There is a brokenness I do not understand.
It shows itself in strange places and when we are not looking. It shatters quiet and steals happiness as a pin takes water from a balloon.
I wish I could wrap my arms around it when I see it in the face of a friend. I want to gather all the pieces again for the ones I love or for the strangers whose eyes have lost their light.
One time the shower door shattered while my old roommate was washing her hair. She screamed, and I thought she had slipped on the soap and fallen, but then she started laughing, so I knew everything was okay. Tiny aqua shards were all over the bathroom, though: under the rug, behind the trash can, in the crevices with the mildew. We swept them up with a wet broom and carried the frame of the door out to the dumpster, but we sometimes still find tiny remnants on the undersides of our shoes.
We wondered as we swept why the door just exploded like that in the middle of her shower; she hadn’t even touched it. Our landlord wouldn’t pay to have the door replaced. He said it had broken because we had slammed it open too many times.
Maybe he was right.
Maybe the shattering comes from too much opening and too much closing and too much force. Or maybe it is the steam repeated every morning. Or maybe the contrast with the breeze that comes in through the open window becomes too much to sustain.
We scuttle to reach our arms around ourselves, or others, to hold it all together. Yet something always seeps out. We plug the tiny holes that our disappointments have left us with, but the leaks spring somewhere else.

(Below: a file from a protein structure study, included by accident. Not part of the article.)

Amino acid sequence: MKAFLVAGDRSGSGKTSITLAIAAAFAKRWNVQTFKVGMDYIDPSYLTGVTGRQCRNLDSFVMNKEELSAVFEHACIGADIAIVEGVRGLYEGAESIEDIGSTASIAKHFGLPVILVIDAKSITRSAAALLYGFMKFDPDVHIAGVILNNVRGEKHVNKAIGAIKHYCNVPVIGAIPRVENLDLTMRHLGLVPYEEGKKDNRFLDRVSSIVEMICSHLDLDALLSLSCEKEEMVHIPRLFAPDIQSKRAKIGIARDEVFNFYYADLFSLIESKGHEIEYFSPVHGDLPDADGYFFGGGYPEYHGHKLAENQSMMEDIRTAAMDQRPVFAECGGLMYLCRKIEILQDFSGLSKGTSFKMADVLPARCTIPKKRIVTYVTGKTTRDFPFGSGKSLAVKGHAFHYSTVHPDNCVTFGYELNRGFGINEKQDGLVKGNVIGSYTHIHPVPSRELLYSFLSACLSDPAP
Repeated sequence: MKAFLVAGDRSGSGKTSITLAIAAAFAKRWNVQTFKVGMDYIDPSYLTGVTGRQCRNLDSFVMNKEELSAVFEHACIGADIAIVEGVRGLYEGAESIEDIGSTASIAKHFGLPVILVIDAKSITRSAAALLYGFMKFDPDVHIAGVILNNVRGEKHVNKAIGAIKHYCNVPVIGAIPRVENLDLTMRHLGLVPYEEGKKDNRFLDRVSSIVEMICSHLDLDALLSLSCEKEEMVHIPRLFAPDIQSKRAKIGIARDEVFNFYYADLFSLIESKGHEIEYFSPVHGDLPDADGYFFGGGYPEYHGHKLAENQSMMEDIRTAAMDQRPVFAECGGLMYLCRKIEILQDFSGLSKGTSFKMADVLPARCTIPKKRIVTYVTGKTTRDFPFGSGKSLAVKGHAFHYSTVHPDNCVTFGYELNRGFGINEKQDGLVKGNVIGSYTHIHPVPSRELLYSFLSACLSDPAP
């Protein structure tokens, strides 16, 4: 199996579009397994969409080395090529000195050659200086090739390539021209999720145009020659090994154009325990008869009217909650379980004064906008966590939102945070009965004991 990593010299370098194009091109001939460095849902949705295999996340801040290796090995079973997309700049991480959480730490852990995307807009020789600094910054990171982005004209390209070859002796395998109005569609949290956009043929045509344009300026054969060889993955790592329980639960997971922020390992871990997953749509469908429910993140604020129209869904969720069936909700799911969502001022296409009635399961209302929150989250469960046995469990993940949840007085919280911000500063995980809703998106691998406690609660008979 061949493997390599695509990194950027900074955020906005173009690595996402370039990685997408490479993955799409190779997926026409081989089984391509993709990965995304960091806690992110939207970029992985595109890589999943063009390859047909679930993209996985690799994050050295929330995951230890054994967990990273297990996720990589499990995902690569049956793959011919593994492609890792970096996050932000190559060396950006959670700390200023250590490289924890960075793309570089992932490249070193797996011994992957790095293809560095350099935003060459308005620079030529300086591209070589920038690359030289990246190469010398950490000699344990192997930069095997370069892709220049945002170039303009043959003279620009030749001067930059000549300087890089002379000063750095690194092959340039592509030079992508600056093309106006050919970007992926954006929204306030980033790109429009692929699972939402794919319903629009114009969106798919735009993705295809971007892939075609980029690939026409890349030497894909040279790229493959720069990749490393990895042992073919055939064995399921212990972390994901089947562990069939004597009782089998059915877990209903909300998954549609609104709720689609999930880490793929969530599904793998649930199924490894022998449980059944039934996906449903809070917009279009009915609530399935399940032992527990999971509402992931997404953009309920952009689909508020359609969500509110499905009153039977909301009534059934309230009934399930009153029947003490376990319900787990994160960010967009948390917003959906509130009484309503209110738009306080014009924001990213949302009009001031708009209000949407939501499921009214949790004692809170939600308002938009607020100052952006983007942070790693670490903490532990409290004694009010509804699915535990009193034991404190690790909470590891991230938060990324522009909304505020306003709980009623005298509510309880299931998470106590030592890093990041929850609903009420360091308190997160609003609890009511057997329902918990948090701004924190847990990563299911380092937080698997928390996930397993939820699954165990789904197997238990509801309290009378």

This happens with nations, with lovers, with families, with friends, and none of us can ever seem to find the reasons. It is as if we could just find something that would wrap itself around them, hold them, it would be okay. We all search for that everywhere: peace talks, college degrees, important careers, and relationships; but those too trickle out.
Where is the resurrection?
I have sought it everywhere: institutions, literature, religion, and psychology, even my own scribblings. And this Easter weekend I sought it still. I thought of spring and how things promise to be born again. I thought of a tradition that promises that we too can be reborn out of our own little deaths, that we can start again, that we fall down and, ultimately, we do get up.
My mind grasps for the certainty this tradition once gave me, and sometimes I do manage to take hold.
More often it is a struggle to trust the things I’ve come to question, but like spring, the struggle always has me returning to the place where I began. I’m beginning to think this handhold trust I’m lately learning is more like faith than the blind acceptance I used to know.
It is a trust that says there is a healing from the brokenness that surrounds us, a satiate for the hunger we rarely acknowledge. It is a trust that is reborn slowly every time I see a friend step in to mend another’s broken life.
The truth, though, is that we just don’t have enough fingers to plug all the leaks, neither in ourselves, nor in the ones we love. We must trust that there is someone greater whose hands are large enough to hold us all, whose fingers cup to catch the hope we would surely otherwise spill.
Angie Henderson is a graduate student in the School of International Studies